Fintech startups can assess a business not just from information the business provides, but also through its partners. All merchants on Tokopedia, if they are less than two years they will be rejected by banks. But fintech can look at the turnover, the payment discipline. If Tokopedia says this is a good merchant, fintech firms can go there and give them a loan.
This difference will continue to play a role long into the future. Fintech has more room to serve what we call the unbanked or underbanked. Every business that’s less than two years old is underbanked. But that doesn’t mean it’s a bad customer. Many bankers will say, we cannot service this good customer, because one major requirement is the minimum age limit. Well, fintech is waiting in front of your bank.
On the other hand, banks can offer a better price to borrowers, because banks have huge deposits.
In fintech lending, lenders expect to get returns that are better than savings at a bank. But, they also only need one HQ, and maybe some kind of kiosk in other provinces, as a place to connect with the local market.
Also, in fintech lending, the ticket size has to be below IDR 2 billion (around US$137,403). Any loan above that must be done by a bank, or financial institution. That’s the regulation.
Indonesia defines a middle way between China and India to control online lending
In P2P lending, the regulation (POJK 77) allows 85% foreign direct investment. Indonesia is very open to foreigners when it comes to the lending business.
The POJK 77 regulates off-balance sheet, on balance sheet lending is not allowed. But who the lender is, that’s flexible. They can be individuals, or institutions. Borrowers can also be individual or institutional.
I think what Indonesia does, is we want to find a middle way when it comes to online lending. China is very aggressive in incentivising fintech. There’s little regulation, innovations are quick to enter the market, but in the end, they can experience some harmful impact on society.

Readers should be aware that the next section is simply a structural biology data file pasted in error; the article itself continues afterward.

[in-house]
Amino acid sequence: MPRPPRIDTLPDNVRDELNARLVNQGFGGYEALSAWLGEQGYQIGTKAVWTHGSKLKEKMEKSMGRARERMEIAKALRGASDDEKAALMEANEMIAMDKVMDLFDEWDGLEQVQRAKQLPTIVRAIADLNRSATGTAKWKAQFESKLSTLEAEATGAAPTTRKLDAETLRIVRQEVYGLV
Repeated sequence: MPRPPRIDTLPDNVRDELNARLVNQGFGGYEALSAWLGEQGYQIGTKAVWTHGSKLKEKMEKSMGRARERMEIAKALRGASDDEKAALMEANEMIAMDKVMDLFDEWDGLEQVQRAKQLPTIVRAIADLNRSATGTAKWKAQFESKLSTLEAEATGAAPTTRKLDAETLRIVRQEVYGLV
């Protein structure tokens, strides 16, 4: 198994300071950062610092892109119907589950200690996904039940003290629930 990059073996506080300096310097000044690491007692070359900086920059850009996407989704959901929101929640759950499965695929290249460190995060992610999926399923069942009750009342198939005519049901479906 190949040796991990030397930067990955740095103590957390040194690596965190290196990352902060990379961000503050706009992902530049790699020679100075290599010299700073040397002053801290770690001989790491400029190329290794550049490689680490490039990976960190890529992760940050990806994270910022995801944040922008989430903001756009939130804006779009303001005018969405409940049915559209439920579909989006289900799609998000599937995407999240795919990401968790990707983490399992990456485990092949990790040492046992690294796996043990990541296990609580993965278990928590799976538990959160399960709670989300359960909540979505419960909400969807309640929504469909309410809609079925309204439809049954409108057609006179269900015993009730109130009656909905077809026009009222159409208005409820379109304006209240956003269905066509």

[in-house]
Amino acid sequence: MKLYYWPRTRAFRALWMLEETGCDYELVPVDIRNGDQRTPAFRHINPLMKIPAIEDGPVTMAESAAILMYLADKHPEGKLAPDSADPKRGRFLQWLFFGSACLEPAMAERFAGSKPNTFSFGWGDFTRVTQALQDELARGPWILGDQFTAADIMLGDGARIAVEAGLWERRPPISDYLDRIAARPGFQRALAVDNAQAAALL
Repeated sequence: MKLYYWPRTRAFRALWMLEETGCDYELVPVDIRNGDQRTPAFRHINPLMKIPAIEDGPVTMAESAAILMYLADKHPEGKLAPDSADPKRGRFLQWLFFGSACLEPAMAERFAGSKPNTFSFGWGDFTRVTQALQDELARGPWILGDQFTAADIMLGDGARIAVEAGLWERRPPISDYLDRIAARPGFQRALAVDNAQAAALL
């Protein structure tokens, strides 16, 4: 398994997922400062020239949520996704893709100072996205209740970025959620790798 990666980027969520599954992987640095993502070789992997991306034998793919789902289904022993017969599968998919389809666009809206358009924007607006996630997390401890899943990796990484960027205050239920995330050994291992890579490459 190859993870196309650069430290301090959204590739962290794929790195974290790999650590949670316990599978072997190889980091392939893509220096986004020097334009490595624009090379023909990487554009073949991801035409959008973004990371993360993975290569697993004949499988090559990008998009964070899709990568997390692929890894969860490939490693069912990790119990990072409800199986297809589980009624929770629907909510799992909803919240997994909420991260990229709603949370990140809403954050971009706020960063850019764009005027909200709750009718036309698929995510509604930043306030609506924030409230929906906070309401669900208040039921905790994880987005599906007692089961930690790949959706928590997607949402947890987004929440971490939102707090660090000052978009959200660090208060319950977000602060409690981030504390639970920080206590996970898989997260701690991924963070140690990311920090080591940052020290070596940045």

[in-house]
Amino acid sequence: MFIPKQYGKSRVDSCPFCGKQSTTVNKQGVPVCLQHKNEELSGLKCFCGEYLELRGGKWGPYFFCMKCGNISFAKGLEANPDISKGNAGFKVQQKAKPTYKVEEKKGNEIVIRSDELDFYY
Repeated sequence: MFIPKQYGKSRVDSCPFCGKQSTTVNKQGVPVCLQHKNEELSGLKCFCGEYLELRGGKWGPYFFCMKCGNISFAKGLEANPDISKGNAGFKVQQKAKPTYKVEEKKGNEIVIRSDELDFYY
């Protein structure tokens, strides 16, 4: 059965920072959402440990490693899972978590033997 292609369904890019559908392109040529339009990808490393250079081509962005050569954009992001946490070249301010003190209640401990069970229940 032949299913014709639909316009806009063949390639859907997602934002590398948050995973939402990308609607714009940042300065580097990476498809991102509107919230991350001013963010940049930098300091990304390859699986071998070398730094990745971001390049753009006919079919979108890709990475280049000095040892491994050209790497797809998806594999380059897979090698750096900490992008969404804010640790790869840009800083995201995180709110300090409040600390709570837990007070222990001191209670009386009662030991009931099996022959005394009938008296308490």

That’s different to India. If I’m not wrong, India only allows five P2P lenders for now. Indonesia is in the middle. We have 73 registered P2P lenders. Another 100 are in the registration process. I think at the end of 2019 we will have around 200 registered P2P lenders. That’s quite aggressive, compared to India, but compared to China, not so aggressive.
Overall, in Indonesia, we have 167 fintech startups, from several categories. 73 are P2P lenders, 60 are registered as payment system providers, the rest are in price comparison, insurtech, crowdfunding, wealth management, and so on.
All categories are still growing. If we have 200 P2P lenders in the market by end-2019, then maybe 100 new ones will be in the process of registering,
President Jokowi said Indonesia needs 1,000 fintech startups. I don’t know what that is based on, but it could make sense. Maybe not 1,000, but maybe 700, or 800.
Digital ID is the bottleneck, but a breakthrough is near
For P2P lending, the bottleneck is identification. Once P2P lending can access the official digital ID database from DUKCAPIL (the civil registration office), that will be a breakthrough.
Meanwhile, the DUKCAPIL data and its citizen IDs still need to integrate with face recognition data. Indonesia has this data now, but it’s separate. Once we can integrate this data and it is open and can be used by fintech, that will be a quantum leap for P2P lending. This means they can easily do digital KYC for borrowers.
Actually, digital ID data will be better for many kinds of industries. Lending and payment will both make a giant jump if the digital ID becomes accessible.
I think DUKCAPIL has made progress, its data is available to some businesses now, but not all. We are now discussing with DUKCAPIL how fintech can also use this data.
Indonesia is lagging behind. In Malaysia, there’s Mycard, a single ID. Singapore, of course, has this system. In Indonesia, with its vast size, the challenge is much greater.
Credit scoring is another bottleneck in the industry.
Now, credit scoring is still entirely separated from the bank credit scoring system. Some platforms look at big data, at social data, or even do psychological analysis. I think this is good, but this is hard to access for smaller startups. Maybe big fintech companies have that, but for smaller ones, it’s hard to get these tools.
The association is more optimistic about lending than the regulators
For P2P lending, this has been around for only two years. In the first year, the loans disbursed to borrower were only IDR 4 trillion (US$274 million) in total. This year, we already have already seen more than IDR 15 trillion (US$1 billion) in loans.
The OJK projects the total loan figure will grow to 30 trillion (US$2 billion), accumulative, by the end of 2019. I think accumulative IDR 50 trillion (US$3.4 billion) is possible. It grew four-fold from the first year, and it can grow 2-3-fold from 2018-2019.